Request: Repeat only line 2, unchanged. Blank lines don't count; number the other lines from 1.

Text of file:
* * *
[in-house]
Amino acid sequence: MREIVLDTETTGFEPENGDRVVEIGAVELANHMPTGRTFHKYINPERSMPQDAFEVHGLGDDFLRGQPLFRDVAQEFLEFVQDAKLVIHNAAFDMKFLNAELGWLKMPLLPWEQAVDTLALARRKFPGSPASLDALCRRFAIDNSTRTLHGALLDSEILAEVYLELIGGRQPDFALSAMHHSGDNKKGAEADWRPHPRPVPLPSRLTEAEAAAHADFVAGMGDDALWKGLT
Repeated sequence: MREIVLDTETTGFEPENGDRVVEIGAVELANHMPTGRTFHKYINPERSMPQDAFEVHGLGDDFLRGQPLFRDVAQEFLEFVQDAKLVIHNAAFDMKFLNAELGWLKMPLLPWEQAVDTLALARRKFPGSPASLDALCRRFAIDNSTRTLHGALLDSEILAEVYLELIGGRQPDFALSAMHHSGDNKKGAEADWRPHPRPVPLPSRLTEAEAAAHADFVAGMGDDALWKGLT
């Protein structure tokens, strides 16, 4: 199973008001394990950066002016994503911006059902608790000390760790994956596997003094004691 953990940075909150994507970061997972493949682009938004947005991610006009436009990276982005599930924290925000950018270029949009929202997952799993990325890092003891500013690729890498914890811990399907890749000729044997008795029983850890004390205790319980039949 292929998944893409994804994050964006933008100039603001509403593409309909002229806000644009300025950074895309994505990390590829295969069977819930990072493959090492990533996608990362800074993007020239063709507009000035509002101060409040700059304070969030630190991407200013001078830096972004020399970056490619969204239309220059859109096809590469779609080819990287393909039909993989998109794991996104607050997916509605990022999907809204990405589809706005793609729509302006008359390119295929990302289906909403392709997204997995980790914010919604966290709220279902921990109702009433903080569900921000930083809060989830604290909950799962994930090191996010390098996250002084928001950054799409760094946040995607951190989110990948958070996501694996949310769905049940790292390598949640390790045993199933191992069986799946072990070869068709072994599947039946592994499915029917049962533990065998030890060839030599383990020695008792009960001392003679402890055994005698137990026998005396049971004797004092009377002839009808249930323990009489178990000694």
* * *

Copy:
Amino acid sequence: MREIVLDTETTGFEPENGDRVVEIGAVELANHMPTGRTFHKYINPERSMPQDAFEVHGLGDDFLRGQPLFRDVAQEFLEFVQDAKLVIHNAAFDMKFLNAELGWLKMPLLPWEQAVDTLALARRKFPGSPASLDALCRRFAIDNSTRTLHGALLDSEILAEVYLELIGGRQPDFALSAMHHSGDNKKGAEADWRPHPRPVPLPSRLTEAEAAAHADFVAGMGDDALWKGLT